Jim D'Arcy

Party News Brief: Debate with Conservative at Southend

Source: Socialist Standard, July 1949.
Transcription: Socialist Party of Great Britain.
HTML Markup: D. Whitehead
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Southend Branch reports a very successful public debate held in the British Legion Hall at Rayleigh, near Southend, on May 19th. The Conservative Party was represented by Mr. Bernard Braine, its prospective candidate for S.E. Essex, and our representative was Comrade D'Arcy. The hall, which held about 200, could not accommodate all who desired to attend. Restrictions on the sale of literature caused the Southend members some disappointment, particularly as a large proportion of the audience was apparently Tory.

The subject of the debate, chosen by the Conservatives, was Capitalism or Socialism, but if Mr. Braine had anything to do with the choice, he did not appear to have selected wisely. He maintained that he was as concerned as the S.P.G.B. with present-day social problems. Instead of defending Capitalism, he used much of his time asserting that "Socialists in general" could not agree as to what Socialism was and that they used time and energy arguing amongst themselves. None of them, not even the S.P.G.B., could explain how it would work. Capitalism, he claimed, had been a great success in that it had been the means of a constantly rising standard of living. The social problems of today are not the peculiar product of Capitalism, but existed long before Capitalism. Society, he declared, was not class divided.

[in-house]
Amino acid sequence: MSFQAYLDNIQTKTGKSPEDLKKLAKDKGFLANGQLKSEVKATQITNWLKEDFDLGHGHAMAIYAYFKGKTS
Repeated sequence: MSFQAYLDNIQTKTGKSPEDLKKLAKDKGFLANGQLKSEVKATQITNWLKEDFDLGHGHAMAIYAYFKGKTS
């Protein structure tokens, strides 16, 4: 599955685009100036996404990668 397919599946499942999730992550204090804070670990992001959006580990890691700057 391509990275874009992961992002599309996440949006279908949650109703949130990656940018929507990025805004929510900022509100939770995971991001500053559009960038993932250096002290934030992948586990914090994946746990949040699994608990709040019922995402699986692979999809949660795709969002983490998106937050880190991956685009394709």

The Southend Standard reported Mr. Braine as saying:

"There is no such thing as the working class, as distinct from the rest of the population. All this talk about the working class is designed to appeal to an inferiority complex. The work shy and the inefficient—he is the man who will come out on top in the Socialist system of dis-incentives."

J. D'Arcy warned Mr. Braine that it was the case of the S.P.G.B that he should deal with. The record of the S.P.G.B. in its hostility to the so-called Socialist parties, like the Labour Party, was sounder than that of the Conservatives. Com. D'Arcy drove home a telling attack against Capitalism which apparently confused Mr. Braine, because in his reply he admitted that he found himself in difficulty. He extricated himself from his difficulty by covering his obvious inability to defend Capitalism with confused references to "all Socialists" and the failures of "Socialist governments" as he insisted on calling them.

The debate achieved a good measure of publicity, including a good write-up in the local press. Southend branch is making every effort to arrange further debates. Outdoor meetings are held on Southend Sea-Front on Sunday evenings from 6.30 p.m.